3. Learned counsel for the petitioner relies in support of his contention upon a ruling reported in Rajkumarlal v. Jaikarandas, 1920 5 PLJ 284 : AIR 1920 Pat 521. In that case, a mortgagee, who had paid the arrears of Government revenue in order to prevent the mortgaged property being sold, sued the defendant, who had purchased the property subsequently to the mortgage, in the court of the small causes for recovery of the arrears paid. The defendant pleaded that the mortgage was not genuine. The Small Cause Court declined to decide the question of the genuineness of the bond on the ground that it was beyond the scope of the suit, and decreed the suit. In these circumstances, a single Judge of the Patna High Court, held (1) that in order to determine whether the mortgagee was entitled to deposit the arrears of revenue, it was incumbent on the court to determine whether the bond was genuine or not, and that the omission to do so amounted to an error in law, so that the High Court had power to interfere under Section 25 of the Provincial Small Cause Courts Act. 1887; (2) that if the court was of opinion that the question of genuineness of the bond was beyond the scope of the suit it was incumbent on the court to exercise the discretion vested in it by Section 23 and return the plaint to be presented to the proper court, and failure to do so brought the case within the purview of Section 25; (3) that if the alleged mortgage was genuine, the amount paid as arrears of revenue should have been added to the mortgage debt under Section 9 of the Revenue Sales Act 1859 and that even if the plaintiff's lie was not in fact a mortgage, it was a charge upon immoveable property within the meaning of Sec. 100 of the Transfer of Property Act, 1882 read with O. 34, R. 15, Civil P. C. 1908, and could only be enforced by a suit under Order 34; (4) that even if the plaintiff was entitled to relinquish his lien and claim a money decree, the present suit not having been framed as such, he could not succeed.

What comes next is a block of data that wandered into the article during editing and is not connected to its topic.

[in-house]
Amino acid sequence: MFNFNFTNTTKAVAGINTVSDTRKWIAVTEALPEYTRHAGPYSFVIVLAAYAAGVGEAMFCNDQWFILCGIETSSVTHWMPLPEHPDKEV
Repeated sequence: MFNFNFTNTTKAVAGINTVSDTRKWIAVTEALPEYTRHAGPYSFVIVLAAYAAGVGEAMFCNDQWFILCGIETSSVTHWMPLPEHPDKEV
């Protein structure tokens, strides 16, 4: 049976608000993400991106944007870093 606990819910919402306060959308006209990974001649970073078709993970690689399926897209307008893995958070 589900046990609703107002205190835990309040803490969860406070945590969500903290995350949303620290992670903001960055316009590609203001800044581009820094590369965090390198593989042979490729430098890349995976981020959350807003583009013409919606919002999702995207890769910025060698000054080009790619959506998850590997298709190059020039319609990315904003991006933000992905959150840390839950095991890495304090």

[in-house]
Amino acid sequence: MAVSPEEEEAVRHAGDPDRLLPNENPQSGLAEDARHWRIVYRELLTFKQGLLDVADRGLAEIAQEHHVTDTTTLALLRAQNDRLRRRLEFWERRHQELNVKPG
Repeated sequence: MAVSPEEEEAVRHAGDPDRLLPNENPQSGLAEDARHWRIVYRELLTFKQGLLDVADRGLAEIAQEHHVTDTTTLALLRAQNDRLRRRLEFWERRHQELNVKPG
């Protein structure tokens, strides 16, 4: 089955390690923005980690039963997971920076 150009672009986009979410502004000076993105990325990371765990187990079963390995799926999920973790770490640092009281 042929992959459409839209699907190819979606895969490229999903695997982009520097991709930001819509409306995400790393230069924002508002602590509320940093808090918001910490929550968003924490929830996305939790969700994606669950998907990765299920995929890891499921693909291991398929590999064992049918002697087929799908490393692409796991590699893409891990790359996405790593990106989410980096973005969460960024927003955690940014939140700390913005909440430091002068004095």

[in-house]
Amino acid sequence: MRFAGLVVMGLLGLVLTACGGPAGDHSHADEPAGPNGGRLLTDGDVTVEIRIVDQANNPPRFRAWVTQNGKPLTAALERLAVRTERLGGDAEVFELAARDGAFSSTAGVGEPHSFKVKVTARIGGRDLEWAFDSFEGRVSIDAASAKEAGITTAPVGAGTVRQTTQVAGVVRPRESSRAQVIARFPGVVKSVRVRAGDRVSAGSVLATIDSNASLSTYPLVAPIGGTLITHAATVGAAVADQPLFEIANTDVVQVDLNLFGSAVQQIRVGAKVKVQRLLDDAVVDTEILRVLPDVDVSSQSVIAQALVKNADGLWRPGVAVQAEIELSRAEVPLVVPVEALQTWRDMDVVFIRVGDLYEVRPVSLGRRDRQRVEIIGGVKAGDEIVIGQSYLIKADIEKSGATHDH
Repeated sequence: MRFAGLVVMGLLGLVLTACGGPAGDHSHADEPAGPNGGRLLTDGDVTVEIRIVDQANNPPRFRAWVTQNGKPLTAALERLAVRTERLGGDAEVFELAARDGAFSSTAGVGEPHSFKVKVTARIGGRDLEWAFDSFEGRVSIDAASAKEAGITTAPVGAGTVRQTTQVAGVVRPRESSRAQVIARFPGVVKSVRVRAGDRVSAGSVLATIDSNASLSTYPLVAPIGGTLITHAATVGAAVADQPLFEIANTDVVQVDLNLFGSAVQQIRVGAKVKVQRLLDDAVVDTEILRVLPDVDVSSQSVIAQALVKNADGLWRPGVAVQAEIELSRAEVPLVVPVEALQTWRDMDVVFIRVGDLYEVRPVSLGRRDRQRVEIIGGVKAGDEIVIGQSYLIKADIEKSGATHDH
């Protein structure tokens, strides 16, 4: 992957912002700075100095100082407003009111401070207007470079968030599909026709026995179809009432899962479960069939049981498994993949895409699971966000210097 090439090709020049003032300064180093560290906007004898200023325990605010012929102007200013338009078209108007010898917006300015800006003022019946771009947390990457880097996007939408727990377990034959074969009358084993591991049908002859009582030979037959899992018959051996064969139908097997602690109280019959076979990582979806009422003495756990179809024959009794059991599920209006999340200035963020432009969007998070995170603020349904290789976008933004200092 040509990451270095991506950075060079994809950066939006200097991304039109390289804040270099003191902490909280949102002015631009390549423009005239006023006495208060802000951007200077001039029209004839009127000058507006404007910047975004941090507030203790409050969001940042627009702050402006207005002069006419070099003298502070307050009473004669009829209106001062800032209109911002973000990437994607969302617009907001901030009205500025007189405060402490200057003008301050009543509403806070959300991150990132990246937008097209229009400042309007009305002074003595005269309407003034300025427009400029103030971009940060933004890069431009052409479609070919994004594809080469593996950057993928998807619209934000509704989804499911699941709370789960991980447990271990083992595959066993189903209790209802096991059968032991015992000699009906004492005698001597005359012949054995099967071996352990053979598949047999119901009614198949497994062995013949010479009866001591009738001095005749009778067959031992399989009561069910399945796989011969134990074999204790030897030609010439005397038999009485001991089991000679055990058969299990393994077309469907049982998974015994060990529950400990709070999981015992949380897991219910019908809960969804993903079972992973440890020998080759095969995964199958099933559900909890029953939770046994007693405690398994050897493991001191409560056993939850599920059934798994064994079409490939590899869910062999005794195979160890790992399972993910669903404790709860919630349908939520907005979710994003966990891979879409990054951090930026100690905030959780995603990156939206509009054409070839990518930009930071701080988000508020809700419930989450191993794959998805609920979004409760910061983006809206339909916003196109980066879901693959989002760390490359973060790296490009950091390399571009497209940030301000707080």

4. This ruling has no application whatsoever to the facts of this case. The genuineness of the mortgage bond was not put in issue, and no question of title was therefore involved. Section 9, last clause, of the Revenue Sales Law (Act 11 of 1859), with which the learned Judge was concerned, declared that if the deposit of Government revenue is made by any person 'in order to protect any lien he had on the estate or share or part thereof, the amount so credited shall be added to the amount of the original 'lien'. There is no such mandatory provision in the Madras Revenue Recovery Act, which merely says that the sum paid by bona fide mortgagee shall be a charge upon the land. There is therefore no substance in the plea that the amount which the first defendant defaulted to pay the Government in spite of his express undertaking in the mortgage bond and which the plaintiff was consequently compelled to pay, shall be added to his mortgage money and can be recovered only by a suit on the original side in accordance with Order 34, Civil P. C. In the result, the civil revision petition fails, and will stand dismissed with costs.
5. Revision dismissed.